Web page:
North Notes
Spokane-North Rotary Club
May 22,2023
            May 29: No meeting – Memorial Day. 
            June 5: Rotary lunch. Noon, at the Bark. Speaker: TBA.
            June 12: Rotary lunch. Noon, at the Bark. Speaker: President’s Update
            June 19: No meeting. Juneteenth Holiday
            June 26: No Rotary lunch. Year-end dinner gathering. 6 p.m. at Maryhill Winery, 1303 W. Summit Parkway in Kendall Yards.
Happy Buck$:
            Bill Simer was happy – and wearing – his Bloomsday virtual finisher T-shirt. (No mention if he got a matching shirt for his dog.)
            Chuck Rehberg donated $1 to join the golfing worldwide “Block Party,” in honor of Michael Block, the 46-year-old club pro from Mission Viejo, Calif., whose high ranking and hole-in-one during the PGA’s major championship thrilled viewers everywhere.
It’s Official
            At the May 22 luncheon the slate of officers and directors for the 2023-24 Rotary year was approved unanimously.
            Continuing the club practice of selecting quarterly presidents, the lineup includes:
            Presidents: Michelle Fossum, 1st quarter; Nancy Hanson, 2nd quarter; Ron Noble, 3rd quarter, and, Bill Simer, 4th quarter. Bill also will lead charitable fund giving and programs.
            Other officers are Lenore Romney, Treasurer; Melinda Keberle, Secretary, and Steve Boharski, Past-President.
            Directors include John Mailliard, Colin Prestesater, and Chuck Rehberg (International Service).
UGM reaches out for the poor
            One way to think about the challenging issues of homelessness is the level of barriers.
            At the club’s May 22 luncheon, Linda Ziehnert, director of community engagement for Spokane’s Union Gospel Mission, offered a comprehensive and compelling overview about various programs.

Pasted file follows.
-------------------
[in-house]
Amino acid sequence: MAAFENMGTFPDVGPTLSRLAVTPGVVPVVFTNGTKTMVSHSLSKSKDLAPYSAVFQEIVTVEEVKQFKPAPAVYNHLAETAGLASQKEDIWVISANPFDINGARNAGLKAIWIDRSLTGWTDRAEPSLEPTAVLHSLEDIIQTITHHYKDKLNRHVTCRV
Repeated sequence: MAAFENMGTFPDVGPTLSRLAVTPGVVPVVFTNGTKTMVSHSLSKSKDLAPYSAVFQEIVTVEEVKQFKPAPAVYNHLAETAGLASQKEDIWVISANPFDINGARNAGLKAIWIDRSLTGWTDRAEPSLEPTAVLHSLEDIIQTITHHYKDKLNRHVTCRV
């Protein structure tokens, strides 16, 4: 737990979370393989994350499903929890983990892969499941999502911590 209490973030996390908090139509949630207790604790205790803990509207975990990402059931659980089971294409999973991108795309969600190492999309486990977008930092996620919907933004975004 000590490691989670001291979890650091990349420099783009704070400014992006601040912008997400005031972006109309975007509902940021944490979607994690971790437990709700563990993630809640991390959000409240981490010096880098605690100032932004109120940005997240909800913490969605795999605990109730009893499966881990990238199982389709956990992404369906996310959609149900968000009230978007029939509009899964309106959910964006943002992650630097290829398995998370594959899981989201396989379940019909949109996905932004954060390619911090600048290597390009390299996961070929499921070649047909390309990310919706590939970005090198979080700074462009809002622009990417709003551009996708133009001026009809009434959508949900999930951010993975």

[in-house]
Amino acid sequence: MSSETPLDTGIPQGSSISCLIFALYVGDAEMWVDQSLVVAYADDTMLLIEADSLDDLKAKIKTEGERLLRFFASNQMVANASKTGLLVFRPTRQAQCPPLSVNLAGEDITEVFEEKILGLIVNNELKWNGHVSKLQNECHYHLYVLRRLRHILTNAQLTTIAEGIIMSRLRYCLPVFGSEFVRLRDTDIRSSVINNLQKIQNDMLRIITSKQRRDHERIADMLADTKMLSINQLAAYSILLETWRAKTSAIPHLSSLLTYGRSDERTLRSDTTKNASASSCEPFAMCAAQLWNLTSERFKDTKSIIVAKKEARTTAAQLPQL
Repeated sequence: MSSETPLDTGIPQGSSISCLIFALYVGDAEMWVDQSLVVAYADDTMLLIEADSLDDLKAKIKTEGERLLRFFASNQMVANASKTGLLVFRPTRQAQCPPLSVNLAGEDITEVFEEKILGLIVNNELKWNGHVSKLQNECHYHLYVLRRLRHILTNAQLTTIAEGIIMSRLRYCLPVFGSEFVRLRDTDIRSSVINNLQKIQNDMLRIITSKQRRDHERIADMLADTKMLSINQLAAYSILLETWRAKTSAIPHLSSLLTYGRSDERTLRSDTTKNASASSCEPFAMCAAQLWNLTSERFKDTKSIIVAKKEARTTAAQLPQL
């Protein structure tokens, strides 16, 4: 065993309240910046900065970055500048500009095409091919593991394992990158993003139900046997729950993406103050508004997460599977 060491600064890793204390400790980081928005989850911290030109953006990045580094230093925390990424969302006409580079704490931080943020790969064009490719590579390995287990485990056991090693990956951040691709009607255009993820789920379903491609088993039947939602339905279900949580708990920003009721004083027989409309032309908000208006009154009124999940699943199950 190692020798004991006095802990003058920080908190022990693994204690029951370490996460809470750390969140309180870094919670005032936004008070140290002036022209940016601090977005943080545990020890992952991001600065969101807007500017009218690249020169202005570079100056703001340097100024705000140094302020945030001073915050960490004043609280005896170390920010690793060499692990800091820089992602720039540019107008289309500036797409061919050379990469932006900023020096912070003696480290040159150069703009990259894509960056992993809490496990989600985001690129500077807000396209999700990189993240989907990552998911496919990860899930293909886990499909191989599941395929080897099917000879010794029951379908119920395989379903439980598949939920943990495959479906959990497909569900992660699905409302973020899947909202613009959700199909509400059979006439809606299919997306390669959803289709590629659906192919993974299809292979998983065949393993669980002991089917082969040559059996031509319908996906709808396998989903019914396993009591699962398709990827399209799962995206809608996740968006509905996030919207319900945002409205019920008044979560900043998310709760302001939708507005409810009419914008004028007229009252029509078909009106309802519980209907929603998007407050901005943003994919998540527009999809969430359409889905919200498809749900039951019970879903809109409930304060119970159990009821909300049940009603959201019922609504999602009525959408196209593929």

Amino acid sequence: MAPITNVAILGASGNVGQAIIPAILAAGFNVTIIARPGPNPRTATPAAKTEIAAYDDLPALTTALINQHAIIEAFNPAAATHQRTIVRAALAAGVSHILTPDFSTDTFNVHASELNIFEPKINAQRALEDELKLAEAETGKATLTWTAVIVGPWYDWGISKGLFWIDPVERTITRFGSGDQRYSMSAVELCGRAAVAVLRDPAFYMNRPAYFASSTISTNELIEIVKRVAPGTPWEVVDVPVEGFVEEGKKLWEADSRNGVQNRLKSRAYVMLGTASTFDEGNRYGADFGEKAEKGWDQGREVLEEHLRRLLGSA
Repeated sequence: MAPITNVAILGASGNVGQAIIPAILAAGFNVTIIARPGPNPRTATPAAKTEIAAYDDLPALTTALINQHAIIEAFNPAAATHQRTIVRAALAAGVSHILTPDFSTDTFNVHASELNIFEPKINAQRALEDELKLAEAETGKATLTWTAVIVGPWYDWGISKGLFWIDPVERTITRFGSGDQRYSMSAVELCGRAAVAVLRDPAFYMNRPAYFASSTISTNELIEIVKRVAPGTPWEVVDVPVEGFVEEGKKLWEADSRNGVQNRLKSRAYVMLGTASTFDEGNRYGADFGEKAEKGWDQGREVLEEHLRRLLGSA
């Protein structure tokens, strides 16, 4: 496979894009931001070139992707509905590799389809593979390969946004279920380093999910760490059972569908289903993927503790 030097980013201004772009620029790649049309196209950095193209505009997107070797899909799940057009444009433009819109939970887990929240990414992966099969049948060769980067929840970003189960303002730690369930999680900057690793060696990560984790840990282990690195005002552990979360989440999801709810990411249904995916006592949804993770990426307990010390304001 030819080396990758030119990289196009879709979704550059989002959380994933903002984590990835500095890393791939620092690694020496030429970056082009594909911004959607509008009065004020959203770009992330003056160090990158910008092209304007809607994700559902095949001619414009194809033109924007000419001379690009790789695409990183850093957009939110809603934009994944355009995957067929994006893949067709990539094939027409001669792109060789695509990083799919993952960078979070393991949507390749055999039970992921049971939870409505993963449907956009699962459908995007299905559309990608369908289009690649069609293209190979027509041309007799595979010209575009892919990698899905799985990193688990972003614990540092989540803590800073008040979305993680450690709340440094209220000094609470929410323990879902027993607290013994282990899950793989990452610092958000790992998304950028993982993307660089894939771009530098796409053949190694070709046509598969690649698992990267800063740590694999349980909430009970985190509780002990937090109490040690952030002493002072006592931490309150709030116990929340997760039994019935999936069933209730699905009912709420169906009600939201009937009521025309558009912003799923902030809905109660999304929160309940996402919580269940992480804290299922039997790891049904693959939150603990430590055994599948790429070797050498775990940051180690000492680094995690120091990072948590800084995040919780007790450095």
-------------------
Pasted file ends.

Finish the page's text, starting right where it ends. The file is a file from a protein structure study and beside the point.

She said UGM programs are “high barrier.”  Participants attend counseling, chapels. Bible studies or churches, and must avoid violent behavior and drugs and alcohol problems, she said.
            In comparison, Ziehnert said the city’s Track Center on East Trent is “low barrier,” not nearly as strict as UGM rules. 
            She added that “Camp Hope,” where hundreds of the homeless occupied the east Spokane land during the past year, was “no barrier.”  Of Camp Hope operators, Ziehnert said about UGM, “they don’t like us.”
            The Union Gospel Mission was founded in 1951 as a Christian chapel and soup kitchen for homeless men in downtown, near Trent (now Spokane Falls Blvd.) and Bernard.  For decades it has been operated by members of the Altmeyer family.  Phil Altmeyer is the current executive director.
            Some 50 years ago UGM was moved to space at 1224 E. Trent.  Since then locations have grown and been added.
            At East Trent there is a men’s shelter, men’s recovery, vocational advancement, aftercare services and youth outreach.  There is a women’s recovery program at Anna Ogden Hall on west Mallon and a crisis shelter for women and children on east Illinois
              UGM also has a student impact center on East Sprague. A mission camp in Ford, Wash., a center for women and children in Coeur d’Alene, a vehicle donation center in the Spokane Valley and thrift stores on West Boone and East Sprague in the Valley.
            Last year, UGM’s four shelters fed 203,000 meals for the hungry and 106,000 nights of shelter.  Some 3,000 medical visits were arranged, plus 237 men in women in recovery programs.  And 336 men and women found jobs with UGM assistance.
            But for all the big numbers, a UGM pamphlet said “addressing homelessness merely by providing shelter would be like treating cancer with bandages.”
            “UGM targets the underlying causes of homelessness: broken relationships, dysfunctional families, mental illness, trauma, abuse and generational poverty.”
            The UGM approach “acknowledges the needs of the whole person: physical, emotional, mental, social and spiritual.”
            Ziehnert said those in need see a program case manager within two weeks.
            She adds that after a program is finishes, “we don’t make them leave.  They can stay a few months to save up money, find a place to live and get a job.”
            Despite the heavy challenges of homelessness, Ziehnert says “there is reason for optimism.
            She added: “Everybody is unique.  Everybody has a story.”
Bulletin editors: Chuck Rehberg and Sandy Fink